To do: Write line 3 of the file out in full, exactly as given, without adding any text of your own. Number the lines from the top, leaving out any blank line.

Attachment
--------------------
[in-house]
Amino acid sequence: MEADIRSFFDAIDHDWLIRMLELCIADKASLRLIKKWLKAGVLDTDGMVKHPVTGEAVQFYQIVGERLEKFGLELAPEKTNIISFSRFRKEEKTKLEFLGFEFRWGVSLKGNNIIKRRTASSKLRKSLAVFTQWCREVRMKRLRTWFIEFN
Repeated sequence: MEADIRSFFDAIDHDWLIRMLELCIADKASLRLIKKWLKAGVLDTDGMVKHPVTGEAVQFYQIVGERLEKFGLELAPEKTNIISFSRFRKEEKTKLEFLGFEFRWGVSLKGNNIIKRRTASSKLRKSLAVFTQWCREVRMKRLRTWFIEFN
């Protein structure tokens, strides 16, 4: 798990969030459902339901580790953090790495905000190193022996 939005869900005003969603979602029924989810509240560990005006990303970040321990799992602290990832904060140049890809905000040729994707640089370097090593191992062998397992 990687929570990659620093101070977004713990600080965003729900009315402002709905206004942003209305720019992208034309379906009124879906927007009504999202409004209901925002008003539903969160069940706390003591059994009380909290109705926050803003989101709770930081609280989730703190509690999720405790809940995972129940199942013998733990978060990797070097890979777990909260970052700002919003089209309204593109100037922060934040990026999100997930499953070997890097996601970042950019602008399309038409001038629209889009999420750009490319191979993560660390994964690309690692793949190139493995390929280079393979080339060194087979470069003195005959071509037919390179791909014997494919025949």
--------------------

Repeated sequence: MEADIRSFFDAIDHDWLIRMLELCIADKASLRLIKKWLKAGVLDTDGMVKHPVTGEAVQFYQIVGERLEKFGLELAPEKTNIISFSRFRKEEKTKLEFLGFEFRWGVSLKGNNIIKRRTASSKLRKSLAVFTQWCREVRMKRLRTWFIEFN